ID CVE-2006-5229
Summary OpenSSH portable 4.1 on SUSE Linux, and possibly other platforms and versions, and possibly under limited configurations, allows remote attackers to determine valid usernames via timing discrepancies in which responses take longer for valid usernames than invalid ones, as demonstrated by sshtime. NOTE: as of 20061014, it appears that this issue is dependent on the use of manually-set passwords that causes delays when processing /etc/shadow due to an increased number of rounds.
Vulnerable Configurations
  • OpenBSD OpenSSH 4.1
  • Novell suse linux
Base: 2.6 (as of 13-10-2006 - 10:57)
  • Subverting Environment Variable Values
    The attacker directly or indirectly modifies environment variables used by or controlling the target software. The attacker's goal is to cause the target software to deviate from its expected operation in a manner that benefits the attacker.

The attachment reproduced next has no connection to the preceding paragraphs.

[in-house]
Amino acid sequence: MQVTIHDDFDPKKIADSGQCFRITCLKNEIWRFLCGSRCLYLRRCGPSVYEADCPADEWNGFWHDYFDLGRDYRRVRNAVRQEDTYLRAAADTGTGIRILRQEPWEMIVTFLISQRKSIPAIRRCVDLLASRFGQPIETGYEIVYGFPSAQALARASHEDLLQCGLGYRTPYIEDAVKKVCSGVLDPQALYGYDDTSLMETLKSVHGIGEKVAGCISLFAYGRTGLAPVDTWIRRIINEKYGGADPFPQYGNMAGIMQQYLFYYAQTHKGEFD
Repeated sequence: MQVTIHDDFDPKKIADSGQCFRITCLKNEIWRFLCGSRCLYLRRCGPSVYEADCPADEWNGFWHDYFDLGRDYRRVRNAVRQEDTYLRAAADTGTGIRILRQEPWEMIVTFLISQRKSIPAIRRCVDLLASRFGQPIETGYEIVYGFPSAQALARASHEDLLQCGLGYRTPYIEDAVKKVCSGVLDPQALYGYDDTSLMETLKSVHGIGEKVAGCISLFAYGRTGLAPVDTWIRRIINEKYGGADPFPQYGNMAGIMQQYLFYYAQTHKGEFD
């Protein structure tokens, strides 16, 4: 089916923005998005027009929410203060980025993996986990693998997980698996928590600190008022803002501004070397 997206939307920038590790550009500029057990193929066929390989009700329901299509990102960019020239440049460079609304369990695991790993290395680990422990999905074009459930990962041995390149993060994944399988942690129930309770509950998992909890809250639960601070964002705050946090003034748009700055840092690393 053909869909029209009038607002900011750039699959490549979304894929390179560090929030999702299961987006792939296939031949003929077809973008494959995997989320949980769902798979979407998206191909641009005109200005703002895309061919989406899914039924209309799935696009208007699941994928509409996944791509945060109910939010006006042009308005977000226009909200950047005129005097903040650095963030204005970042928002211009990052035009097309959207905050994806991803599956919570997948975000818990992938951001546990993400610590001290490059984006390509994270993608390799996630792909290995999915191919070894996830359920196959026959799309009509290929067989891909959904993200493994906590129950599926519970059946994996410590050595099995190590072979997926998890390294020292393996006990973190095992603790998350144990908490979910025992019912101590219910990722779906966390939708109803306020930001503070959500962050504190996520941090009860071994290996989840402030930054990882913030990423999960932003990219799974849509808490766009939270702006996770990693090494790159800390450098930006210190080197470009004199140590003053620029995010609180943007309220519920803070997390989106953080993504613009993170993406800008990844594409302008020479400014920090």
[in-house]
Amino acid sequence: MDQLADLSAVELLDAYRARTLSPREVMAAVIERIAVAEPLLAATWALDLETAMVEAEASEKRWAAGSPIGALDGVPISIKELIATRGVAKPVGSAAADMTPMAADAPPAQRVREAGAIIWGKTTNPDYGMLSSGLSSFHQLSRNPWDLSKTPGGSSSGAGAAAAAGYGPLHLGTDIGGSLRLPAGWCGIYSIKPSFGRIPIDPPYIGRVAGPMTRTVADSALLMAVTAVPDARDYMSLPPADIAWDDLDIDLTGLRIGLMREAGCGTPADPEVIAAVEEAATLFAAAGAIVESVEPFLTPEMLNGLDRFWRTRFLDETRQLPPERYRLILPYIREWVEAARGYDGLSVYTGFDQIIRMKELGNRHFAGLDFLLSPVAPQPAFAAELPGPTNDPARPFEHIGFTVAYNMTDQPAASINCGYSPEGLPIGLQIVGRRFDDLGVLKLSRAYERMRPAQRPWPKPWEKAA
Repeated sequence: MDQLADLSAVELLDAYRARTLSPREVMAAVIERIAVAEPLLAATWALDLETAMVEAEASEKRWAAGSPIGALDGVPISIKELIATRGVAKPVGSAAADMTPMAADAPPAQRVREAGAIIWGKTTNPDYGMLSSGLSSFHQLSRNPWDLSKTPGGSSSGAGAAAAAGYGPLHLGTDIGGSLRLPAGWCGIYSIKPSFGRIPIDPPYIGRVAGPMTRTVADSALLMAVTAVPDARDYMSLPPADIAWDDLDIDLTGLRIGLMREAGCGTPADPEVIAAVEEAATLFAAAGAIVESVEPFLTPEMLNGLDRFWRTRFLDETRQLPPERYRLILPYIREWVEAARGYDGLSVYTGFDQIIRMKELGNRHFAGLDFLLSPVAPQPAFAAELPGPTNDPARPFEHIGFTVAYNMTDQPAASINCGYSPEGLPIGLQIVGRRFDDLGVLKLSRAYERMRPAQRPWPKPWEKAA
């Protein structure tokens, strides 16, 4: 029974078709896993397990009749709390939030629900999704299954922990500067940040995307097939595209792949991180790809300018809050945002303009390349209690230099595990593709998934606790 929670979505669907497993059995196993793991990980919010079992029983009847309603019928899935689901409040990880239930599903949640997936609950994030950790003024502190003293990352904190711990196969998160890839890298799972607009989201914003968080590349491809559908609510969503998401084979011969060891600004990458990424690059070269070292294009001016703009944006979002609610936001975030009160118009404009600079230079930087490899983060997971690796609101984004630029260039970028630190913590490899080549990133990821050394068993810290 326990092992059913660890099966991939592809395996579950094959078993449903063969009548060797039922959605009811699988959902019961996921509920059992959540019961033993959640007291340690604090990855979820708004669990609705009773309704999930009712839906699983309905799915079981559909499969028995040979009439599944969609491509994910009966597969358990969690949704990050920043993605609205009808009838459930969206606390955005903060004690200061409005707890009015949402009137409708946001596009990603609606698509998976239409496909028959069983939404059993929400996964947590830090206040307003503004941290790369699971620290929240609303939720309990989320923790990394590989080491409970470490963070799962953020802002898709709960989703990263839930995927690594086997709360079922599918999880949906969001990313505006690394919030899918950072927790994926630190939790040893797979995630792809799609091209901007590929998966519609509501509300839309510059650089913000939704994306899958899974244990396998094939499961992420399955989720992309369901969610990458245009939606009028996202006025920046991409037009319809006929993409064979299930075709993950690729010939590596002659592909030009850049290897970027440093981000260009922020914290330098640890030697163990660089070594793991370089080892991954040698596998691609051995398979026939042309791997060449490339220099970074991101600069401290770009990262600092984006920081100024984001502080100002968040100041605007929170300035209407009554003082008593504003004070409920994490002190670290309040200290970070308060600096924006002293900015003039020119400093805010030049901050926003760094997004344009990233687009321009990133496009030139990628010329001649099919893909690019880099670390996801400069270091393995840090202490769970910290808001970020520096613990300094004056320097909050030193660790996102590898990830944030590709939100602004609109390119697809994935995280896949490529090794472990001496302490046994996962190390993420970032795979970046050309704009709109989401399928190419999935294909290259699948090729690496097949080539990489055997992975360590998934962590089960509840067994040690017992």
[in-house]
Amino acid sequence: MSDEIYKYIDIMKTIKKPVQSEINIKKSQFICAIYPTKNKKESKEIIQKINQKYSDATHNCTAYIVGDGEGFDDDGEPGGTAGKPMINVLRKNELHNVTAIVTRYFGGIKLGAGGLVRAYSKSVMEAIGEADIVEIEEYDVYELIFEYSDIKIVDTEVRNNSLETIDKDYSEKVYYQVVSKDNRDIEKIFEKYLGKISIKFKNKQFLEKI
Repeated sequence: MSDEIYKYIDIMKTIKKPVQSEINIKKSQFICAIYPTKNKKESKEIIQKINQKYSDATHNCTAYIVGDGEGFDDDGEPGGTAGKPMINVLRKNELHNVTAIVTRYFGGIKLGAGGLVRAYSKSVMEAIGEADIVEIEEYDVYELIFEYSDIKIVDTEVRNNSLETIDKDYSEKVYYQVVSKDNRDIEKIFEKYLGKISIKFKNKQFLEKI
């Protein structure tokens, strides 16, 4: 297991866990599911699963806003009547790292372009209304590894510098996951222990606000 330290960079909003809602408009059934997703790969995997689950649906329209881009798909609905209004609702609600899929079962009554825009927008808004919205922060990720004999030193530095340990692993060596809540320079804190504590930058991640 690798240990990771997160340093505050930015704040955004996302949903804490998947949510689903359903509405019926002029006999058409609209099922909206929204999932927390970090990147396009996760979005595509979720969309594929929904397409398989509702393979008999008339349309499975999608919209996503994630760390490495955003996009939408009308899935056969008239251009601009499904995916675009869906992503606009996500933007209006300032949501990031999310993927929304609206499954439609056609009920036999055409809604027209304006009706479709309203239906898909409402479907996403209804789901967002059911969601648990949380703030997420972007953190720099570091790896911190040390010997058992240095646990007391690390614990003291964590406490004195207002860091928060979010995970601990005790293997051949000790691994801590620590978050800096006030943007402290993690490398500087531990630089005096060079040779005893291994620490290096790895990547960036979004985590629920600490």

• Footprinting
    An attacker engages in probing and exploration activity to identify constituents and properties of the target. Footprinting is a general term to describe a variety of information gathering techniques, often used by attackers in preparation for some attack. It consists of using tools to learn as much as possible about the composition, configuration, and security mechanisms of the targeted application, system or network. Information that might be collected during a footprinting effort could include open ports, applications and their versions, network topology, and similar information. While footprinting is not intended to be damaging (although certain activities, such as network scans, can sometimes cause disruptions to vulnerable applications inadvertently) it may often pave the way for more damaging attacks.
  • Exploiting Trust in Client (aka Make the Client Invisible)